Adjunct Professor James Gilliam recently published an op-ed in the Ventury County Star. Below is an excerpt with a link to the entire piece.
Attorneys regrettably revive the 'gay panic' defense. It's a classic tactic when defending an indefensible crime: blame the victim, especially if that victim is gay.
The odious strategy is unfortunately common enough to have a name, the "gay panic defense," and it holds that a heterosexual man cannot possibly be expected to maintain his sanity when confronted with a same-sex advance.
While it has popped up as a justification for Matthew Shepard's 1998 murder and even, implausibly, as a reason behind the brutalization of gay patrons during a 2009 police raid of a Fort Worth, Texas, bar, it isn't generally successful.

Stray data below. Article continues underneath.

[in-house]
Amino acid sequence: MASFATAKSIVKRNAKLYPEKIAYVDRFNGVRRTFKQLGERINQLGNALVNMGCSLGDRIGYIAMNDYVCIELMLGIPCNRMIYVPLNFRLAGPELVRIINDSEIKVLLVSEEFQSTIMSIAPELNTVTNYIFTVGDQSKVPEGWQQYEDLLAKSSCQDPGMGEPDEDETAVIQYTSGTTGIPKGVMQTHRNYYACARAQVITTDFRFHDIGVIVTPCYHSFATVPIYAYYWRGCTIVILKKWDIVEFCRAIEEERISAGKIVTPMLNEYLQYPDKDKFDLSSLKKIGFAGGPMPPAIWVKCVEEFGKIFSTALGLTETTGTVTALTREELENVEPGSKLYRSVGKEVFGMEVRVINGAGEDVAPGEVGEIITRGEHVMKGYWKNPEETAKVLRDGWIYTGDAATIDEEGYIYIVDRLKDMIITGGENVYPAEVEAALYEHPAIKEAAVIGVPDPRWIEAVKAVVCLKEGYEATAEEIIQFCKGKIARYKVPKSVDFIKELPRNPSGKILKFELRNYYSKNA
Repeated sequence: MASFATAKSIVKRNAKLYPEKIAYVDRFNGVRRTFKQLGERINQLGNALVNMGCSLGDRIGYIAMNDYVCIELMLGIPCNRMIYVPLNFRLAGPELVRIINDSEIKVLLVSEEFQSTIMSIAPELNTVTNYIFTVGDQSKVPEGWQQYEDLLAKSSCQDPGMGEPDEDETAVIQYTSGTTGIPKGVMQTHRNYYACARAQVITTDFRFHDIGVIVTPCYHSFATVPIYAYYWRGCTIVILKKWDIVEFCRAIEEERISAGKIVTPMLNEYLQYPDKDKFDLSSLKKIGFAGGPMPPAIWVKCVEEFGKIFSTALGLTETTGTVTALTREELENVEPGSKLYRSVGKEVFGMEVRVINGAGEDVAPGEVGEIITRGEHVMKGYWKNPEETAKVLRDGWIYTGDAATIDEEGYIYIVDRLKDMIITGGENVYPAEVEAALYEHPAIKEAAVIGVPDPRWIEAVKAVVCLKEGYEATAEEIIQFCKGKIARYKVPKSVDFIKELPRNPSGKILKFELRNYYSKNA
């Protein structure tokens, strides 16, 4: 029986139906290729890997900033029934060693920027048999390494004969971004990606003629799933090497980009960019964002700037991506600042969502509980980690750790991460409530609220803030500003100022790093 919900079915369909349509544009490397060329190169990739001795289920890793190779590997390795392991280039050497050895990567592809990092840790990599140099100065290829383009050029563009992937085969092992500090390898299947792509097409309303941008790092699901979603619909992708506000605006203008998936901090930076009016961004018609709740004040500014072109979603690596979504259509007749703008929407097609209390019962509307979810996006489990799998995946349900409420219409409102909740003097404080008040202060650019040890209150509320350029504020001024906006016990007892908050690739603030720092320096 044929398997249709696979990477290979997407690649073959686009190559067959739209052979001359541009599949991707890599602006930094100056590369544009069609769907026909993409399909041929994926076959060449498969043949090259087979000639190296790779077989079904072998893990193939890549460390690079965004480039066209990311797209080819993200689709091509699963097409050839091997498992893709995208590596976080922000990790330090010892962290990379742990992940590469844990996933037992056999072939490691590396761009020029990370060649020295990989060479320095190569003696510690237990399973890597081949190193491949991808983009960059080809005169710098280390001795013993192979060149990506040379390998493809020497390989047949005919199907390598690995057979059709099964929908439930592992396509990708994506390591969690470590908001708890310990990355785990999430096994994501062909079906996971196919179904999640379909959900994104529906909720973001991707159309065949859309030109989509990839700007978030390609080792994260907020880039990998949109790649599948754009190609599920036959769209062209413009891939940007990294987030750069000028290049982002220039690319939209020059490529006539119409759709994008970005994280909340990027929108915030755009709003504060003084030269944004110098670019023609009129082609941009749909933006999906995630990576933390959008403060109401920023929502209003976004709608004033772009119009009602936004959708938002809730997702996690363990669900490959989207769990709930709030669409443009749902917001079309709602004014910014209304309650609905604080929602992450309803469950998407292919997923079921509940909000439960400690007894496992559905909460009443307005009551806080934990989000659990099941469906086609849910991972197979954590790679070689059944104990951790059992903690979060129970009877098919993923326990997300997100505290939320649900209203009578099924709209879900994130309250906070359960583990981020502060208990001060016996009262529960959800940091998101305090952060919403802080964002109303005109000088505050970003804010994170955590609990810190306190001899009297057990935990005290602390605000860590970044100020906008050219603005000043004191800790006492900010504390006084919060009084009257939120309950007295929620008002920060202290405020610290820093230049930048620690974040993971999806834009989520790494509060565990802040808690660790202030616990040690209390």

Which is what makes especially depressing its recent appearance in the Chatsworth courtroom where 17-year-old Brandon McInerney is on trial for the 2008 shooting of his classmate, 15-year-old Lawrence King.
His defense attorneys say McInerney was so horrified by a request by King to be his valentine that he was driven, a day later, to bring a pistol to class at Oxnard's E.O. Green Junior High School and shoot King in the back of the head. While they admit he shot King, they told reporters he did it "in the heat of passion caused by the intense emotional state between these two boys at school."
Read the entire op-ed